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Posts Tagged ‘Fran Haley’

Read, write, share

I have a soft spot for the mimosa tree. One was growing in my grandfather’s yard when I was a child. My brother and I would climb its branches and use the seed pods in mud pie and “soup”. On a recent walk I took pictures of the mimosa blossom. It’s beautiful in its feathery flounce. When I took a moment to Google the tree this morning, I found out a few things:

  1. The tree comes from Asia, known as the Persian silk tree or the pink silk tree.
  2. The wood of the mimosa is brittle and prone to break. Thus the tree has a short life span.
  3. The tree is an invasive species from China.
  4. The tree attracts webworm.
  5. The mimosa pod (which my brother and I used in pretend play) is poisonous.

This mimosa tree was growing wild in Mississippi. I’ve also seen a few in our city park and near the bayou in a wooded area. Write a poem based on this image and put it into the comments. Please reply to 3 other writers with encouragement. Thanks for being here.

Fran Haley is leading the Open Write at Ethical ELA today. I used her prompt to create my poem.

Mimosa

evanescent blossoms
perky pink feathering
flames of flower power
invasive Asian tree
reaching for the sunlight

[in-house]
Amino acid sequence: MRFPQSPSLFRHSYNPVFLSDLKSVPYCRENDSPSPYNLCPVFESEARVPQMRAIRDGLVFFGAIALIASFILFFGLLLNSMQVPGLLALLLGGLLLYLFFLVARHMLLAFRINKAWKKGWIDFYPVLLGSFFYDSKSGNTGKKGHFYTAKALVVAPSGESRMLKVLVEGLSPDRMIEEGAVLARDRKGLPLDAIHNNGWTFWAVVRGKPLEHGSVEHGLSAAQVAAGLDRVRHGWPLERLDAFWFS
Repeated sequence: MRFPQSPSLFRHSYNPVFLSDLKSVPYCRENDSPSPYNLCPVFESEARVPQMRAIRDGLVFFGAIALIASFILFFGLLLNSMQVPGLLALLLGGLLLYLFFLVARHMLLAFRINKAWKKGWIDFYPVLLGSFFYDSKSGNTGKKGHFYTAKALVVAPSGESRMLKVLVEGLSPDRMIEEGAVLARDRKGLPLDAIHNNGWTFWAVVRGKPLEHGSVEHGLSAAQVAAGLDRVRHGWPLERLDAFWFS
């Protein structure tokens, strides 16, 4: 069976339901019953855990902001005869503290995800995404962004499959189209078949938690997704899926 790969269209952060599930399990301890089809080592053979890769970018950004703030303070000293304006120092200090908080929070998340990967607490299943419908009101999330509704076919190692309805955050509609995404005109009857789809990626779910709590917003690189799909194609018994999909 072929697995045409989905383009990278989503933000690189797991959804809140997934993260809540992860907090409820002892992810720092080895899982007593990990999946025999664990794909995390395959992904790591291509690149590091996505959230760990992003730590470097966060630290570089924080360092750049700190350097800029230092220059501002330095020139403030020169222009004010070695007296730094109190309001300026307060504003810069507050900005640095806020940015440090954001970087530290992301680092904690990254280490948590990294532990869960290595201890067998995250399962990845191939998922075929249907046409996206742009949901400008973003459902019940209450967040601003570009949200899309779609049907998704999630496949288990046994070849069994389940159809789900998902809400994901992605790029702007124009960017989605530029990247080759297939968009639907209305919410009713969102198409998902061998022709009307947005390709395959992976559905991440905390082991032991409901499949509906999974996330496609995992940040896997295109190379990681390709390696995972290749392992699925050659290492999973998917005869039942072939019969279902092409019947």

my childhood memory

Margaret Simon, draft

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Thank you to Two Writing Teachers for creating an amazing community of writers and a safe, welcoming space to write and share.

Even before we were sheltering in our homes, I enjoyed making connections over cyberspace. Teacher-poet-writer Fran Haley is one of those connections. We read each other. Yesterday she wrote a beautiful blog post “Ode to the Wind.” In that post she wrote about a tweet from Robert MacFarlane with the word of the day: susurrate.

Word of the day: “susurrate”—to whisper, murmur, esp. of noise produced by numerous individual sources of sound (bees humming, leaves rustling, etc.) Compare to “psithurism,” its similarly sibilant sense-sibling, meaning the whispering of wind in trees (from Ancient Greek).

Susurrate was a new word to me when I read MacFarlane’s most amazing, beautiful book the lost words: A Spell Book. A friend who knows I love words and poetry loaned it to me. I presented the first few poems to my students. The last stanza of the second poem “adder” reads:

Rustle of grass, sudden susurrus, what
the eye misses:
For adder is as adder hisses.

Robert MacFarlane, the lost words

Reading Fran’s post, I remembered that I had written a definito to the word. The definito is a form created by my friend, teacher-poet Heidi Mordhorst. “The definito is a free verse poem of 8-12 lines that highlights wordplay as it demonstrates the meaning of a less common, often abstract word, which always ends the poem.

I love this form for working with the meaning of a new word in a way that helps someone else understand the word.

As murmur is to whisper
a mutter to a babble
When grumbles turn to mumbles
and a purr softens sound
As whisper is to wind
a sigh of the weather
As a hum is to a hummingbird
flying quickly to a flower
You may hear something
close to silence…susurration. 

Photo by Philippe Donn from Pexels

The Progressive Poem is coming to the end. Today Donna Smith is hosting Jessica Bigi’s contribution.

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